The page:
By Rahim Faiez And Lynne O’Donnell
KABUL, Afghanistan — Afghan women’s rights activists dressed head-to-toe in black broke with tradition Sunday to carry the coffin of a woman who was beaten to death by a mob in the capital Kabul over allegations she had burned a Quran.
The mob of men beat 27-year-old Farkhunda before throwing her body off a roof, running over it with a car, setting it on fire and throwing it into a river near a well-known mosque.
The attack was apparently sparked by allegations that Farkhunda, who like many Afghans has just one name, had set fire to a Quran. But Afghanistan’s most senior detective said no evidence had been found to support those claims.
Video of the assault taken with cellphones has circulated widely since the attack on Thursday. The killing has shocked many Afghans and led to renewed calls for justice and reform.
“We want justice for Farkhunda, we want justice for Afghan women. All these injustices happening to Afghan women are unacceptable,” said a prominent women’s rights activist who goes by the name Dr. Alima.
“In which religion or faith is it acceptable to burn a person to death? Today is a day of national mourning and we will not keep quiet.”
President Ashraf Ghani, now in Washington on his first state visit to the United States since taking office in September, condemned the killing as a “heinous attack” and ordered an investigation.
Following allegations that police stood by and did nothing to stop the killing, Ghani told reporters before leaving for the U.S. that the incident revealed “a fundamental issue” — that security forces are too focused on the fight against the Taliban insurgency to concentrate on community policing.
Many rights activists, however, said the killing cut to the core of how women are treated as second-class citizens in Afghan society.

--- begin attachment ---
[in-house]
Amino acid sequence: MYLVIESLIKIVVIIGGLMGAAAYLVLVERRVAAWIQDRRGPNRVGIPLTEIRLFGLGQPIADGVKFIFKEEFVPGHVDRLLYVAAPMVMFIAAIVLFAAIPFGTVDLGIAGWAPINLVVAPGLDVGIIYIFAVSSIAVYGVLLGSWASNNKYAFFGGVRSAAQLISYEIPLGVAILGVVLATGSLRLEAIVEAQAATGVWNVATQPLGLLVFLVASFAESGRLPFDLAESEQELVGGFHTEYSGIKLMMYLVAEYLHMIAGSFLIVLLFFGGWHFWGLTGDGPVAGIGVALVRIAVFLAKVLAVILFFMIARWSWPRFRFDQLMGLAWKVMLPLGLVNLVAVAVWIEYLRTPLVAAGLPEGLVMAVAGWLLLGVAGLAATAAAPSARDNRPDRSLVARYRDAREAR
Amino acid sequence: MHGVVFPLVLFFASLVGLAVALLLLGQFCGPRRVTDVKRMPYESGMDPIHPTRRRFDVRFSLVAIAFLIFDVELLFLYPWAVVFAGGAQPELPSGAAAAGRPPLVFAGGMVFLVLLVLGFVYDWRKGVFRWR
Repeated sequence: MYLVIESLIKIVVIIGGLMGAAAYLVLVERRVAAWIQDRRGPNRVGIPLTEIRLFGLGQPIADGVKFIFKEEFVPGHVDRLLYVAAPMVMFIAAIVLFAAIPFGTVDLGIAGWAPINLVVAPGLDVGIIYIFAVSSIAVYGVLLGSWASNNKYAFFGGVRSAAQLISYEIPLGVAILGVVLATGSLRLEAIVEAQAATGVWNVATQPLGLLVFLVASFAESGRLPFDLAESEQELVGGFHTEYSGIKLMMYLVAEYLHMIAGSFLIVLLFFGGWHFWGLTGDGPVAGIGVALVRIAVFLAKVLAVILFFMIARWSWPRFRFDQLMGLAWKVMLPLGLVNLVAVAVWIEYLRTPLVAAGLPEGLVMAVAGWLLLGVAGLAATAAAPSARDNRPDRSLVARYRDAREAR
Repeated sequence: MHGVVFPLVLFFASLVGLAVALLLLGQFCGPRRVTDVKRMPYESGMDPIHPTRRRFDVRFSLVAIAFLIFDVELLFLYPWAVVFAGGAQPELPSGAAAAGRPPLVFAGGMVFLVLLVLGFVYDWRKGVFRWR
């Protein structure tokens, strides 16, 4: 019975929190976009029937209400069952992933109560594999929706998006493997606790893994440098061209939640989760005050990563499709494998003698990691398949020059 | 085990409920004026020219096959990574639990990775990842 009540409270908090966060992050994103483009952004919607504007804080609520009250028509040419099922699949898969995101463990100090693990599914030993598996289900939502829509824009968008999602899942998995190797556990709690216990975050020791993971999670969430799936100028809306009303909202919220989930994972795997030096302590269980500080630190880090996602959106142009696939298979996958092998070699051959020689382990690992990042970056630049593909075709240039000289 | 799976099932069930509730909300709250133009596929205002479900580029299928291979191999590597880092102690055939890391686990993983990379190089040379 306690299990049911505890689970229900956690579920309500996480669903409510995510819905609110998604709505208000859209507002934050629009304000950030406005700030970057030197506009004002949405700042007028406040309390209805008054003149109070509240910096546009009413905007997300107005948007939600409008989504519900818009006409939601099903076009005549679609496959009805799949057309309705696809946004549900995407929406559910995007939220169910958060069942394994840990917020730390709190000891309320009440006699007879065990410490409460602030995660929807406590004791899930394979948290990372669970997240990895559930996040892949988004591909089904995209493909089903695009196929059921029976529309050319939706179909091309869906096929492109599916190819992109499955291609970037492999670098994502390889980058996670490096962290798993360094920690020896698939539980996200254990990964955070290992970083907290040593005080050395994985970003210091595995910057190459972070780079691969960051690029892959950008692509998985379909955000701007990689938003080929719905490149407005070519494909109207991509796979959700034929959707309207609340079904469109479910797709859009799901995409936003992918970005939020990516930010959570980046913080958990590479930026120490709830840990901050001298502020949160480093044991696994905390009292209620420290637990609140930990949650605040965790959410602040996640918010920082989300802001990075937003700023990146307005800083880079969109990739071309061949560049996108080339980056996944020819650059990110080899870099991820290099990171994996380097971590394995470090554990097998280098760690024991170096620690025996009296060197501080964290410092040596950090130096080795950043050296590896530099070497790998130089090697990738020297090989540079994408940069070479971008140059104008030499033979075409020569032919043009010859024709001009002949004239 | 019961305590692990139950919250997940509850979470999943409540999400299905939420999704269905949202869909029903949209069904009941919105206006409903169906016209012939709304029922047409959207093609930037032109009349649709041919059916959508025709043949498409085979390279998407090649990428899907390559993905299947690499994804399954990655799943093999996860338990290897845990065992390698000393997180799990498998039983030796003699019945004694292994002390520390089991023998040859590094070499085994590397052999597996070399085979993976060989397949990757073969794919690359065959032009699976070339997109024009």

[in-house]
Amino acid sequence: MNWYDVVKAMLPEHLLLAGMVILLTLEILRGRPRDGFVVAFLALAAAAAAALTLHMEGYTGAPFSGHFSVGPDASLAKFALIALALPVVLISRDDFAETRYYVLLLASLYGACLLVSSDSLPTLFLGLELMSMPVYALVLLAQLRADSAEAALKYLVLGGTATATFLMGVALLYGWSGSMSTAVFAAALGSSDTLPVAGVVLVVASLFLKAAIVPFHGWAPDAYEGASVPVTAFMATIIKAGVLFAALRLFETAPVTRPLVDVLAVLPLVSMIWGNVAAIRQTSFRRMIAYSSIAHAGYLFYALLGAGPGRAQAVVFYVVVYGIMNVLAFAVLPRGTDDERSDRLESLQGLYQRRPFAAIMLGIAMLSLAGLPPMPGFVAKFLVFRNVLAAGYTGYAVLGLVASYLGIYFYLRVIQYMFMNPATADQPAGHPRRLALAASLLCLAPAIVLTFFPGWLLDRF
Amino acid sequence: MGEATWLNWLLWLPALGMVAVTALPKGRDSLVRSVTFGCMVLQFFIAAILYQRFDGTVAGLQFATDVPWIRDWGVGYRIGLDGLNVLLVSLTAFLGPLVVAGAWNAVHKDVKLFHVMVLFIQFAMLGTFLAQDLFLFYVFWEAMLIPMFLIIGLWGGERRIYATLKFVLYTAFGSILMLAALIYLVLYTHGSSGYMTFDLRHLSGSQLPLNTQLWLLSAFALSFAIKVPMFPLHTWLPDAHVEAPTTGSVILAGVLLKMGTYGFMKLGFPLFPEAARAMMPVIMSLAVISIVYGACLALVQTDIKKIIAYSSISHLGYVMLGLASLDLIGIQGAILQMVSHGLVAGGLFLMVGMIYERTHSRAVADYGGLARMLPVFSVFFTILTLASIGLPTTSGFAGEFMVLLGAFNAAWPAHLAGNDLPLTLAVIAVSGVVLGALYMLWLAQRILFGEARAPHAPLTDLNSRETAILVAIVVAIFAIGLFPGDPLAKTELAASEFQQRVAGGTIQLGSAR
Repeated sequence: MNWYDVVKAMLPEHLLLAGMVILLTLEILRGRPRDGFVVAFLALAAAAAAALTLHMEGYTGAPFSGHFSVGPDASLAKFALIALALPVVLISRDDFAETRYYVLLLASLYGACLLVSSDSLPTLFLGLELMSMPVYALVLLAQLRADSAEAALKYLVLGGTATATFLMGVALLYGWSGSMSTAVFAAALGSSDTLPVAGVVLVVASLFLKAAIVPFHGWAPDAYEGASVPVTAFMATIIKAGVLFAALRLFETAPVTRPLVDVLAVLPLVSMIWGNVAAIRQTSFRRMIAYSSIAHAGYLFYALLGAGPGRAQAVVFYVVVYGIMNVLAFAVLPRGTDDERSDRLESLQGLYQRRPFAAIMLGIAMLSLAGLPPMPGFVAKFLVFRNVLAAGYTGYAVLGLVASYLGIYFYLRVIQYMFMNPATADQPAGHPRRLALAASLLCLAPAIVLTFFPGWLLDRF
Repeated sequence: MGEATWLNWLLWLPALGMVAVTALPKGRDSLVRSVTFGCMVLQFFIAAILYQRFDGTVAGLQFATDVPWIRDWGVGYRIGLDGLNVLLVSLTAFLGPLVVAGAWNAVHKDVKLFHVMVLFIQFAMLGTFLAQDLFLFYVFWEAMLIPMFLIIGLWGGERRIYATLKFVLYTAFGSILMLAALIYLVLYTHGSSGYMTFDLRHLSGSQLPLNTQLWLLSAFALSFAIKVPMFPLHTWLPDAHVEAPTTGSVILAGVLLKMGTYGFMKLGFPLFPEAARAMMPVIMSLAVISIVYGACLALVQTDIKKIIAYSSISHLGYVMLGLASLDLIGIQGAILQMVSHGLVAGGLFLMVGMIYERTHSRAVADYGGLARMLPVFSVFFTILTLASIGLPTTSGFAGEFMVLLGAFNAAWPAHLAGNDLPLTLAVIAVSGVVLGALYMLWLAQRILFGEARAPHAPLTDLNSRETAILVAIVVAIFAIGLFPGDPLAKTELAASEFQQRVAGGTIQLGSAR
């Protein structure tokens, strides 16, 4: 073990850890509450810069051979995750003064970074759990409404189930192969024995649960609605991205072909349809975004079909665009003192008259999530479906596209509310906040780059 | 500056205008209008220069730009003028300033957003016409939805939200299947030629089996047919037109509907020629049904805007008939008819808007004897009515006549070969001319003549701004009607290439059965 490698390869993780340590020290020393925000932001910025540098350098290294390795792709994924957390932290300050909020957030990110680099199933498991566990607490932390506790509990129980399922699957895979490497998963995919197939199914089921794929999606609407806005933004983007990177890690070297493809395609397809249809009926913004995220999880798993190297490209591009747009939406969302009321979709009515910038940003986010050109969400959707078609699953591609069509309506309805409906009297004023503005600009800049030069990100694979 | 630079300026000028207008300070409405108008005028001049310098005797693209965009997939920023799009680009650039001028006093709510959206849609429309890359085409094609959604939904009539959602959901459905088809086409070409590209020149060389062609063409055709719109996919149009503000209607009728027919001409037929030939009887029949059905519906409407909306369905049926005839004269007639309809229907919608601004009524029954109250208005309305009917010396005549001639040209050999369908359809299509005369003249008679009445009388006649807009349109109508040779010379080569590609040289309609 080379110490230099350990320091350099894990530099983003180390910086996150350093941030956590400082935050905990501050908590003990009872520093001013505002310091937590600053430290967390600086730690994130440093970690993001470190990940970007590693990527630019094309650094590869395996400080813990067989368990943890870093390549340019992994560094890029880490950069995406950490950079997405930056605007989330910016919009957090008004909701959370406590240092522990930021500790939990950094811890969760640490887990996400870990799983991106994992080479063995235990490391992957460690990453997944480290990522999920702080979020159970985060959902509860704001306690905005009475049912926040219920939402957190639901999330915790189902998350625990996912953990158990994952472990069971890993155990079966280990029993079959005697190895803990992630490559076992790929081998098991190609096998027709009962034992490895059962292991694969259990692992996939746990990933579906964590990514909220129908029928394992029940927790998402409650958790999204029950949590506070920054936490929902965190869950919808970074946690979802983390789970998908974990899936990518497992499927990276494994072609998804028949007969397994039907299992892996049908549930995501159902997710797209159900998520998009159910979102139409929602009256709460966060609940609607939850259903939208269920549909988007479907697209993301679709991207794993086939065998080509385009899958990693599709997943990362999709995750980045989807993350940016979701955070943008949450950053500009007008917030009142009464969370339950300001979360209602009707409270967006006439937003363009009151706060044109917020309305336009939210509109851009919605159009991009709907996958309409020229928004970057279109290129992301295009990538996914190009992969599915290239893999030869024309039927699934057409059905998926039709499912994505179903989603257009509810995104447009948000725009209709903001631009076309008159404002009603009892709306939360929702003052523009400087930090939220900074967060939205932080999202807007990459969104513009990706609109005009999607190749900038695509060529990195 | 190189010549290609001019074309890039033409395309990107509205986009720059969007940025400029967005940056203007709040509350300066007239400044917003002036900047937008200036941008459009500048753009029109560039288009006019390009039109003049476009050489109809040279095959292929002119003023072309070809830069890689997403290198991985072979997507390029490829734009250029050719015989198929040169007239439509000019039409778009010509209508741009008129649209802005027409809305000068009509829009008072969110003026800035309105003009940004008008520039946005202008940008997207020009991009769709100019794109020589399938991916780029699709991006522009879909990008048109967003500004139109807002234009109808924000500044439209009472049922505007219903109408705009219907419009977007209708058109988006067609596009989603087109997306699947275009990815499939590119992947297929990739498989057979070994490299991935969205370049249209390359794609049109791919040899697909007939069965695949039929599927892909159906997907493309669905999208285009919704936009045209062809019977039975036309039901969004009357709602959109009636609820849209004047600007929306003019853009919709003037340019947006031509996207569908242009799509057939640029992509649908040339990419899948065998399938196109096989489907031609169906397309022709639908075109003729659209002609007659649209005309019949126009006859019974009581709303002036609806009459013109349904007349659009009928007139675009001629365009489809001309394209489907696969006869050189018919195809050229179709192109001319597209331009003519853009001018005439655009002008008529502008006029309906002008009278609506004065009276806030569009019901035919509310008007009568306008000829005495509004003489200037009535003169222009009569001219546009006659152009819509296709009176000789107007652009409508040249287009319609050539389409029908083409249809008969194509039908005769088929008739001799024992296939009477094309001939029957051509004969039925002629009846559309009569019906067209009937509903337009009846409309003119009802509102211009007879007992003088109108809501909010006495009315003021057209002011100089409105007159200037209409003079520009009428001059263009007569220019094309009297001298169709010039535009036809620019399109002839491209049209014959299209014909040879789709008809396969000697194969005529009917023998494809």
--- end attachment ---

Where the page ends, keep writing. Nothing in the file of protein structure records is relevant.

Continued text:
Despite constitutional guarantees of equal rights and advances in access to health and education, for many women in Afghanistan little has changed since the 2001 U.S.-led invasion ended the Taliban’s harsh rule. Girls are routinely married off as children, traded as chattels and then rarely permitted to leave their homes without a male relative.
Hundreds of people gathered at a graveyard Sunday in the middle-class suburb near Farkhunda’s home. With the permission of her father, the women in black carried her coffin from an ambulance to an open-air prayer ground, and then to her grave, rituals that are usually attended only by men.
“She is a sister to you all, and it is your duty to bury her,” Farkhunda’s brother Najibullah, standing graveside, told the crowd.
Several politicians, officials and senior police officers addressed the funeral, which was broadcast live. Men formed a chain around the women pallbearers to offer protection and support.
The attack appeared to have grown out of a dispute between Farkhunda, a veiled woman who had just finished a degree in religious studies and was preparing to take a teaching post, and men who sold amulets at Shah-Do Shamshera shrine, where the killing happened.
She regarded the amulet sellers as parasites and told women not to waste their money on them, friends and family said. Her father, Mohammed Nadir, said the men responded by making false accusations that she had torched a Quran.
“Based on their lies, people decided Farkhunda was not a Muslim and beat her to death,” he said. The Interior Ministry said it was providing extra protection for the family.
The head of the ministry’s criminal investigation directorate, Gen. Mohammad Zahir, said 13 people had been arrested in connection with the killing, including two men who sold amulets. The Interior Ministry said 13 policemen had been suspended pending investigation.
Zahir said authorities were “unable to find any single iota of evidence to support claims that she had burned a Quran.”
“She is completely innocent,” he said.